The war of words between presumptive presidential candidates spilled over Monday to their designated attack dogs, with Donald Trump surrogate Scott Brown getting into a bare-knuckles street fight with Sen. Elizabeth Warren, calling on her to take a DNA test to prove her Native American heritage after she took shots at... Trump's hats.
Brown – the ex-Massachusetts senator who lost his seat to Warren in 2012 – made the DNA remark on a conference call set up by the Republican National Committee on Monday afternoon, hours after Warren appeared with likely Democratic presidential nominee Hillary Clinton in Ohio and slammed Trump. Warren, whom Trump regularly calls “goofy Elizabeth Warren,” used the same terminology to jab back at the billionaire mogul.
“Donald Trump says he’ll ‘Make America Great Again,’” Warren said. “It’s right there. It’s stamped on the front of his goofy hat. You wanna see goofy? Look at him in that hat.”
Warren also called Trump “a small, insecure, money grubber” and “a nasty man” during her introduction of Clinton.
Trump, who has frequently referred to himself as an expert counter-puncher, called an MSNBC reporter soon after and unloaded on Warren.
Trump told the reporter he hadn’t seen Warren’s speech but was informed of her comments. He then proceeded to mock Warren’s claim of being 1/32nd Cherokee, again referring to Warren as “Pocahontas.”
“She made up her heritage, which I think is racist. I think she’s a racist actually because what she did was very racist,” Trump was quoted as saying. “She’s been totally unable to prove she’s Native American and yet used that to advance her career.”
Trump told the reporter he hoped Warren was selected as Clinton’s running mate, saying he was ready to turn “both barrels” on the pair.
The controversy surrounding Warren’s heritage entered the national spotlight during the 2012 Massachusetts senate race when Brown levelled Trump-like charges at Warren, accusing her of lying about her ancestry in the name of career advancement. Warren has said she heard about her Indian lineage from family stories.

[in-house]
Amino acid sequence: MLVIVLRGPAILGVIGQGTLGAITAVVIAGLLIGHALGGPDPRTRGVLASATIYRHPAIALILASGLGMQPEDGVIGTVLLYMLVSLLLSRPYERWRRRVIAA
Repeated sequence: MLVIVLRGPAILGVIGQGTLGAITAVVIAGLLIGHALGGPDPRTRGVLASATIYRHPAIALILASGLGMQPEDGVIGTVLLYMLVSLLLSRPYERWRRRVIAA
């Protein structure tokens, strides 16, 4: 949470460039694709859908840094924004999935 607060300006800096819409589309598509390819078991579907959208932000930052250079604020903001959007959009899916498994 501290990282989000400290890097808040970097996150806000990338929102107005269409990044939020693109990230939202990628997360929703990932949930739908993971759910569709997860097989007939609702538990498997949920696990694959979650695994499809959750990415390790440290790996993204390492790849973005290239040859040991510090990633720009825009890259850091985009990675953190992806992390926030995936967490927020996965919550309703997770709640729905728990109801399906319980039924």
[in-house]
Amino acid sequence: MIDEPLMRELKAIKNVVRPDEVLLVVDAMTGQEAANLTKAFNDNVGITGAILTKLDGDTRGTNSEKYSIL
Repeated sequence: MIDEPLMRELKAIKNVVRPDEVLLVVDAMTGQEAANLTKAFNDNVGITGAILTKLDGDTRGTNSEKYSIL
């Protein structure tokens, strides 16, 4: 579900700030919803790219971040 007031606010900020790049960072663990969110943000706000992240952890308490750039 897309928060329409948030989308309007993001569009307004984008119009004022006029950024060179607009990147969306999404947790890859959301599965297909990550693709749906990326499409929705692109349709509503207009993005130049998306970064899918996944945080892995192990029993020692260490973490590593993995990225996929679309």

Brown returned to that line of attack Monday after Trump took his shots, with the two forming a tag-team approach similar to the 1-2 punch adopted by Warren and Clinton earlier in the day.
Aside from proposing a DNA test, Brown said Clinton “is considering making someone vice president who has very serious character flaws when it comes to honesty and credibility” in terms of her background.
The style of rhetoric from Brown and Trump was in stark contrast to a more moderate, but still-scathing statement sent by the Trump campaign attacking Warren as “a turncoat” for supporting Clinton in light of Clinton’s ties to Wall Street. Clinton's introduction by Warren, a regular and vocal critic of Wall Street, was a “sad attempt at pandering” to Sen. Bernie Sanders’ wing of the party, the statement said.
Clinton was far less fiery in her remarks in Cincinnati on Monday, but she did give Warren’s verbal shots at Trump a nod of approval.
“I just love how she gets under Donald Trump’s skin,” Clinton said.
Monday's heated exchanges were the latest examples of Clinton and Trump trading insults as the general election campaign for both candidates begins in earnest.
Referencing Britain's vote to leave the European Union, Trump questioned Clinton's judgement on Friday in a tweet, also using one of his favorite nicknames for the former Secretary of State.
"Crooked Hillary called it totally wrong on BREXIT - she went with Obama - and now she is saying we need her to lead. She would be a disaster," Trump tweeted.
Clinton, meanwhile, has mostly stuck to more civil rebukes, though she often calls Trump out as "reckless."
“Every day, we see how reckless and careless Trump is," Clinton said during an event last week. "He’s proud of it. Well – that’s his choice. Except when he’s asking to be our President. Then it’s our choice."
Trump on June 22 devoted an entire speech to criticizing Clinton's entire career, quoting liberally from an upcoming book by a Secret Service agent who railed against Clinton's temperament as well as hitting Clinton on her private e-mail server, The Clinton Foundation and Benghazi.
In that speech, Trump called Clinton "the most corrupt person ever to seek the presidency."